# Number and phase operators in superconductors

It is stated in many texts that the number operator $$N$$ which counts the number of Cooper pairs and the phase operator $$\phi$$ which counts the superconducting order parameter's phase $$\text{Arg}(\Delta)=\phi$$ are canonically conjugate and thus satisfy $$\begin{equation} N = -i\frac{\partial}{\partial \phi} \iff \phi = i\frac{\partial}{\partial N} \end{equation}$$ This makes sense when one looks at the BCS ground state $$\begin{equation} |BCS\rangle = \prod_k (u_k+v_kc^\dagger_{k\uparrow}c^\dagger_{-k\downarrow})|0\rangle \end{equation}$$ and since $$u^*_kv_k=|u_k||v_k|e^{i\phi}$$ this can be written as \begin{align} |BCS\rangle &= \prod_k (|u_k|+|v_k|e^{i\phi}c^\dagger_{k\uparrow}c^\dagger_{-k\downarrow})|0\rangle \end{align} up to some irrelevant global phase.

We see that every Cooper pair comes with a phase $$e^{i\phi}$$ so differentiating with respect to $$\phi$$ gives the same result as counting the number of Cooper pairs.

Due to this well-defined phase $$\phi$$, $$|BCS \rangle$$ is a coherent superposition of states with different particle number, and there does not have a well defined $$N$$. But now let's consider what happens when we project the BCS state on a the subspace with fixed particle number $$N$$ as explained in https://canvas.harvard.edu/courses/79258/files/folder/Problem%20Sets?preview=12301649. We find that $$\begin{equation} |BCS_N\rangle\equiv \int_0^{2\pi} \frac{d\phi}{2\pi} e^{-iN\phi} |BCS\rangle = C \bigg(\sum_k \frac{|v_k|}{|u_k|} c^\dagger_{k\uparrow}c^\dagger_{-k\downarrow}\bigg)^N |0\rangle \end{equation}$$ which looks a lot like a BEC state formed by $$N$$ Cooper pairs. This state clearly has $$N$$ cooper pairs. However when I use the definition $$N = -i\frac{\partial}{\partial \phi}$$, since there is no $$\phi$$ dependence in this state (it got integrated out) I am expected to get $$N=0$$?!

So what's wrong with this reasoning?

The identification of $$N$$ with $$-i\partial_\phi$$ is mathematicaly inconsistent as $$N$$ cannot take negative values. As a consequence it is not surprising that there are some paradoxes.

For example, from $$[\phi, \hat N]=i$$ we can derive an uncertainly relation $$\Delta N \Delta \phi\ge 1/2$$, but when $$\Delta N$$ is small (zero in your fixed number state) this implies $$\Delta \phi>2\pi$$, which is not possible as $$\phi$$ is an angle with bounded range.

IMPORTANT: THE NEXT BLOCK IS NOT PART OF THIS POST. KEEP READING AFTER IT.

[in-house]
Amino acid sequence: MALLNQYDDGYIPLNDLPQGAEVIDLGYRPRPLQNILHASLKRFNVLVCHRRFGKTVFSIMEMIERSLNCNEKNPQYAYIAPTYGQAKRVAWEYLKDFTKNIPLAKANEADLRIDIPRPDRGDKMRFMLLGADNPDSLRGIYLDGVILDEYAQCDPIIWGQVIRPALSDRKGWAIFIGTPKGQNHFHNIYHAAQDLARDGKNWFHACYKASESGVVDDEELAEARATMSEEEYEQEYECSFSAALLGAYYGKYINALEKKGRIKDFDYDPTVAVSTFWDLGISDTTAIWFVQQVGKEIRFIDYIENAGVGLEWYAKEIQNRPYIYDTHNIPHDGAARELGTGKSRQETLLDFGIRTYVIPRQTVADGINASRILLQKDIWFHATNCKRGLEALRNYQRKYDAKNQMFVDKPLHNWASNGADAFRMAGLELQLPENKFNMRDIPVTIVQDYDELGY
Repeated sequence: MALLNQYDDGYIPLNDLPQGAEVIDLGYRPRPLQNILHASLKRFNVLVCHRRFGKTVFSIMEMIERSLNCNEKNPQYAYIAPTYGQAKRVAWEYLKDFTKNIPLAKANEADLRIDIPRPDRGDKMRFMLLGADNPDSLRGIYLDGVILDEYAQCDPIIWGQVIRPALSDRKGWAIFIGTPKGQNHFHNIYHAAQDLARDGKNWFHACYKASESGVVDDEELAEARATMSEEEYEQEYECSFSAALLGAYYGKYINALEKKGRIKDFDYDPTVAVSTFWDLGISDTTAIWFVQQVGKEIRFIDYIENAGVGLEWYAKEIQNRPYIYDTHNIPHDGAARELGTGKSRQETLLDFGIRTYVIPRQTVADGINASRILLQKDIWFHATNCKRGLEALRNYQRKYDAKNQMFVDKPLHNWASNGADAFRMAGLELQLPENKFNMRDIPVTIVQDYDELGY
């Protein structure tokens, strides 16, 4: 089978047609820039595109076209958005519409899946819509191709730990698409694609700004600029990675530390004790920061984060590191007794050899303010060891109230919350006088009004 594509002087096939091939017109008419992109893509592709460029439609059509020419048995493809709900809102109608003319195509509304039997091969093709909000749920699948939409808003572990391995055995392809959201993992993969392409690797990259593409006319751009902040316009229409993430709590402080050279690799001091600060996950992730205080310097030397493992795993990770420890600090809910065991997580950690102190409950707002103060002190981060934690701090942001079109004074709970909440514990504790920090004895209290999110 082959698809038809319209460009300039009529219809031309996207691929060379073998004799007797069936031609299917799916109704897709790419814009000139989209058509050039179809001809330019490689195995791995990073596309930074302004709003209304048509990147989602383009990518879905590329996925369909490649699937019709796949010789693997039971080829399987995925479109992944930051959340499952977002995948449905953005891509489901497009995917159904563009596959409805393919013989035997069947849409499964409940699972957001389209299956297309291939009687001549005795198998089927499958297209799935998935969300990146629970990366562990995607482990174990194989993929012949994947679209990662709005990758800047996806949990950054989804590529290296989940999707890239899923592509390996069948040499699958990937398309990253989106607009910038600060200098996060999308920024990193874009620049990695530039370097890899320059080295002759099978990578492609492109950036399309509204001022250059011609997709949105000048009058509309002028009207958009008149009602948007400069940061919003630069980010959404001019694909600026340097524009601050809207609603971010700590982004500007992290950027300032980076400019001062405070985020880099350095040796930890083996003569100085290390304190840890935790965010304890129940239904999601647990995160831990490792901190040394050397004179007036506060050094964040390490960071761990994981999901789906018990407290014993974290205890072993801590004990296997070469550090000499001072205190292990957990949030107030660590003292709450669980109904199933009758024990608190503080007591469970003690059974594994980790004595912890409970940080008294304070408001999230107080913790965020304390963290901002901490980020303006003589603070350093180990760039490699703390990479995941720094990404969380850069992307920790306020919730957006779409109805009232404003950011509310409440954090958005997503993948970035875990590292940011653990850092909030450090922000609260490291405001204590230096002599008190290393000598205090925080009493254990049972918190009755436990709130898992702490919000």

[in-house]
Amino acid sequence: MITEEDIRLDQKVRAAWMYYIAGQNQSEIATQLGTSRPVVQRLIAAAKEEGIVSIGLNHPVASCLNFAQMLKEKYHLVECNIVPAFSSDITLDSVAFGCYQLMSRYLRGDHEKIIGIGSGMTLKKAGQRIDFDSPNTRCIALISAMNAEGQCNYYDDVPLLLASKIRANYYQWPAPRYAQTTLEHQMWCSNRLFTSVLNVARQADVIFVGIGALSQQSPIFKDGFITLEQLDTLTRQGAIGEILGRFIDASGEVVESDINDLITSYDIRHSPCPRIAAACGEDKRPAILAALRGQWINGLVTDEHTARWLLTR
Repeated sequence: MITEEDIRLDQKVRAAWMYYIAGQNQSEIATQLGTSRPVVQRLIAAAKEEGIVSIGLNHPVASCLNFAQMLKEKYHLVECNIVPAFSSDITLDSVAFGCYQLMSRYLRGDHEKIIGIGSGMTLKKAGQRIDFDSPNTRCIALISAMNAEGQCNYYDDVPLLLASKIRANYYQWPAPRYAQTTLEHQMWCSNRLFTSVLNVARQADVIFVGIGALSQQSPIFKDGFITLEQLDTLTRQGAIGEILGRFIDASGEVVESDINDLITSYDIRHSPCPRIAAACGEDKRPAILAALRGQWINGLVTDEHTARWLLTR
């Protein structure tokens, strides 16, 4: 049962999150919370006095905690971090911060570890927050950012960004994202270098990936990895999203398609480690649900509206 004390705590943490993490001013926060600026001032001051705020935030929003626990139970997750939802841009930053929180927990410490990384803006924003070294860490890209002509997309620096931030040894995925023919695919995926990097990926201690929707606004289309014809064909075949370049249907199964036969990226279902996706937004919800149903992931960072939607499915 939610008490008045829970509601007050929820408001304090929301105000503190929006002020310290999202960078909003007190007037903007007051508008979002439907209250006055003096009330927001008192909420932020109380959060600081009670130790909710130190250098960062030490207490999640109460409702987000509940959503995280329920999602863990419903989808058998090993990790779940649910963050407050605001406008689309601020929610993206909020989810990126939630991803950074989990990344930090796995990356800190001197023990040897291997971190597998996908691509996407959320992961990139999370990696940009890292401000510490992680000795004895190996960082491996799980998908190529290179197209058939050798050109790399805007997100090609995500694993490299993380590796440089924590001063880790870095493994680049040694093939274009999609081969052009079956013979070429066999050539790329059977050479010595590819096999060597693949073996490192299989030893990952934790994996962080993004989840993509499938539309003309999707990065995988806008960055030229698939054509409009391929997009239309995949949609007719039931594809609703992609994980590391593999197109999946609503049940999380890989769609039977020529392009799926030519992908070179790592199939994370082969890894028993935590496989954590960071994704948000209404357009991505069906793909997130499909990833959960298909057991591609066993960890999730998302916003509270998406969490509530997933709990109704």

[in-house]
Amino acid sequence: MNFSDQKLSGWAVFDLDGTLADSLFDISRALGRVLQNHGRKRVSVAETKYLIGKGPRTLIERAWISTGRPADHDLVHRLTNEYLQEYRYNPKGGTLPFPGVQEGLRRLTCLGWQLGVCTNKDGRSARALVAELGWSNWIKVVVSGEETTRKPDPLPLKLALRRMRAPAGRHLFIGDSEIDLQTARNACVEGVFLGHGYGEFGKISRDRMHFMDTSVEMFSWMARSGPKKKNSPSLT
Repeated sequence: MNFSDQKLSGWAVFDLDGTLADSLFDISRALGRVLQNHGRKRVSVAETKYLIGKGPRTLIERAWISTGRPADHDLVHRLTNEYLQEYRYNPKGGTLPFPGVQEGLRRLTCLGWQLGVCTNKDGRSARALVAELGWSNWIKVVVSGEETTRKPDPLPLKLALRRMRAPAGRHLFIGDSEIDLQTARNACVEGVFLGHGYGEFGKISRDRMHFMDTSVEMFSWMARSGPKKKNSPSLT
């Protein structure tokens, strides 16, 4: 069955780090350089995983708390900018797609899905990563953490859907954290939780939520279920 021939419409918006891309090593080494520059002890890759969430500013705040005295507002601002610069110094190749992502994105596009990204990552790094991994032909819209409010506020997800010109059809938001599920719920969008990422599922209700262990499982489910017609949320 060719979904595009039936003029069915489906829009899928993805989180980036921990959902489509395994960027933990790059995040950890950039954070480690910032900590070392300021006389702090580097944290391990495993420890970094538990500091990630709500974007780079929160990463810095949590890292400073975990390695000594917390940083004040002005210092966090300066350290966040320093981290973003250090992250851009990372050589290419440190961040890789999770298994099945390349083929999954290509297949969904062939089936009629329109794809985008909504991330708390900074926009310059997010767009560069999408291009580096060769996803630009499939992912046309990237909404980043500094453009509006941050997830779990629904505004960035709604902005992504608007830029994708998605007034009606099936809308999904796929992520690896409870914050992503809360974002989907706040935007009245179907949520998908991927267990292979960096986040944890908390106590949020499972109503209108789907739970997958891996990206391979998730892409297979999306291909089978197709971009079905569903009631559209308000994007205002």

• Your statement " ... Δϕ>2π ...is not possible as ϕ is an angle with bounded range" is closely related to univalence superselection, which is not uncontroversial. Apr 25, 2022 at 12:47
• @Andrea Alciato What is"univalence superselection"? Apr 25, 2022 at 13:13
• See en.wikipedia.org/wiki/Superselection#Examples for something directly related to your statement and pirsa.org/14030114 for the full story on univalence superselection. Apr 25, 2022 at 15:18

It is useful to first review the physics of a quantum planar rotor. Consider the Hilbert space spanned by $$|N\rangle$$. They are eigenstates of the number operator $$\hat{N}|{N}\rangle=N|{N}\rangle$$. The phase eigenstates are defined as $$|\phi\rangle=\sum_N e^{iN\phi}|N\rangle$$. The $$|\phi\rangle$$'s also form an orthonormal basis. The meaning of $$N=-i\partial_\phi$$ is that for a given state written in the $$|\phi\rangle$$ basis:

$$|\psi\rangle=\int_0^{2\pi}d\phi\, \psi(\phi)|\phi\rangle$$

We have

$$\hat{N}|\psi\rangle=\int_0^{2\pi}d\phi\, \Big(-i\partial_\phi\psi(\phi)\Big)|\phi\rangle$$

Now, the BCS case is not really like a rotor, since $$N$$ can not be negative. In this case, it is better to think of $$N$$ as measuring the deviation from the average number of Cooper pairs, which is supposed to be huge, and approximately consider the range $$N$$ to be all integers.